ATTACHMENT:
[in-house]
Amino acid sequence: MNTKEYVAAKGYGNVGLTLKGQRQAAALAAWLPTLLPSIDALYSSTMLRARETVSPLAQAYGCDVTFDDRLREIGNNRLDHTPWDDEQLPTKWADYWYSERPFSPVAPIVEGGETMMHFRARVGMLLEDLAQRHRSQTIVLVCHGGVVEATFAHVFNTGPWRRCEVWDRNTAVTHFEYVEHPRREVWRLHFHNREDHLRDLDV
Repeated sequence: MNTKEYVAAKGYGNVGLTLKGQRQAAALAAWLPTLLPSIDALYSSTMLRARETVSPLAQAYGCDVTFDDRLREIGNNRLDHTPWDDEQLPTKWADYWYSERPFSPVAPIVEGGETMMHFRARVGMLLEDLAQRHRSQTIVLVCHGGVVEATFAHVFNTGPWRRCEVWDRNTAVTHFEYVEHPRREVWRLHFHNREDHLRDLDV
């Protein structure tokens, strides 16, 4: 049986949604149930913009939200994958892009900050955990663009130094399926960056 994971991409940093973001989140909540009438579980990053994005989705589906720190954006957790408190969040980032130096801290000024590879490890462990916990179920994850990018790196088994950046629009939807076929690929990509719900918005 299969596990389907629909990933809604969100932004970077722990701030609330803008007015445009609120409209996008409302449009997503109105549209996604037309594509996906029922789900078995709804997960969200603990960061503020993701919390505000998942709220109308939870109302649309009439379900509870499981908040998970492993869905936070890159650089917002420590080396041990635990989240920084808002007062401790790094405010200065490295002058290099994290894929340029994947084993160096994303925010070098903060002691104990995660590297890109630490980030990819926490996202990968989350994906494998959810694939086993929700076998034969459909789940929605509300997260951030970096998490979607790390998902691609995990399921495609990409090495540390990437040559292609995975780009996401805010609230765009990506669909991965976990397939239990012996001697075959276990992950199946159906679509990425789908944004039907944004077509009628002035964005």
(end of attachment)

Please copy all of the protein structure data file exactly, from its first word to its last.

[in-house]
Amino acid sequence: MNTKEYVAAKGYGNVGLTLKGQRQAAALAAWLPTLLPSIDALYSSTMLRARETVSPLAQAYGCDVTFDDRLREIGNNRLDHTPWDDEQLPTKWADYWYSERPFSPVAPIVEGGETMMHFRARVGMLLEDLAQRHRSQTIVLVCHGGVVEATFAHVFNTGPWRRCEVWDRNTAVTHFEYVEHPRREVWRLHFHNREDHLRDLDV
Repeated sequence: MNTKEYVAAKGYGNVGLTLKGQRQAAALAAWLPTLLPSIDALYSSTMLRARETVSPLAQAYGCDVTFDDRLREIGNNRLDHTPWDDEQLPTKWADYWYSERPFSPVAPIVEGGETMMHFRARVGMLLEDLAQRHRSQTIVLVCHGGVVEATFAHVFNTGPWRRCEVWDRNTAVTHFEYVEHPRREVWRLHFHNREDHLRDLDV
């Protein structure tokens, strides 16, 4: 049986949604149930913009939200994958892009900050955990663009130094399926960056 994971991409940093973001989140909540009438579980990053994005989705589906720190954006957790408190969040980032130096801290000024590879490890462990916990179920994850990018790196088994950046629009939807076929690929990509719900918005 299969596990389907629909990933809604969100932004970077722990701030609330803008007015445009609120409209996008409302449009997503109105549209996604037309594509996906029922789900078995709804997960969200603990960061503020993701919390505000998942709220109308939870109302649309009439379900509870499981908040998970492993869905936070890159650089917002420590080396041990635990989240920084808002007062401790790094405010200065490295002058290099994290894929340029994947084993160096994303925010070098903060002691104990995660590297890109630490980030990819926490996202990968989350994906494998959810694939086993929700076998034969459909789940929605509300997260951030970096998490979607790390998902691609995990399921495609990409090495540390990437040559292609995975780009996401805010609230765009990506669909991965976990397939239990012996001697075959276990992950199946159906679509990425789908944004039907944004077509009628002035964005």